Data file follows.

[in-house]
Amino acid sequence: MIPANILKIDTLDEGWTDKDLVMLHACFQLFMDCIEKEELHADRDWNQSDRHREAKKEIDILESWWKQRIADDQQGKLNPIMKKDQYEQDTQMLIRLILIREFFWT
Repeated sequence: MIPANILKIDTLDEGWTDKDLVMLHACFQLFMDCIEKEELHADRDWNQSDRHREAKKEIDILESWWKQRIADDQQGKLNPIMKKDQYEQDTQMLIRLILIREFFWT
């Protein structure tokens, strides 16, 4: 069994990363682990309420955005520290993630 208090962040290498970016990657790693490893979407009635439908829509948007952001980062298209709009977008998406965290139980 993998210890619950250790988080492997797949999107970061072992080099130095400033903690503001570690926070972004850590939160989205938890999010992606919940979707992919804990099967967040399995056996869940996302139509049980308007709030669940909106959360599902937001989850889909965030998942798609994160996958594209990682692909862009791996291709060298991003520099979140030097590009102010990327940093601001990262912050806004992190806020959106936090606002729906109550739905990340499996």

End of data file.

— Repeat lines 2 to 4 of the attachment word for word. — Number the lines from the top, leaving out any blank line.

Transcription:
Amino acid sequence: MIPANILKIDTLDEGWTDKDLVMLHACFQLFMDCIEKEELHADRDWNQSDRHREAKKEIDILESWWKQRIADDQQGKLNPIMKKDQYEQDTQMLIRLILIREFFWT
Repeated sequence: MIPANILKIDTLDEGWTDKDLVMLHACFQLFMDCIEKEELHADRDWNQSDRHREAKKEIDILESWWKQRIADDQQGKLNPIMKKDQYEQDTQMLIRLILIREFFWT
């Protein structure tokens, strides 16, 4: 069994990363682990309420955005520290993630 208090962040290498970016990657790693490893979407009635439908829509948007952001980062298209709009977008998406965290139980 993998210890619950250790988080492997797949999107970061072992080099130095400033903690503001570690926070972004850590939160989205938890999010992606919940979707992919804990099967967040399995056996869940996302139509049980308007709030669940909106959360599902937001989850889909965030998942798609994160996958594209990682692909862009791996291709060298991003520099979140030097590009102010990327940093601001990262912050806004992190806020959106936090606002729906109550739905990340499996």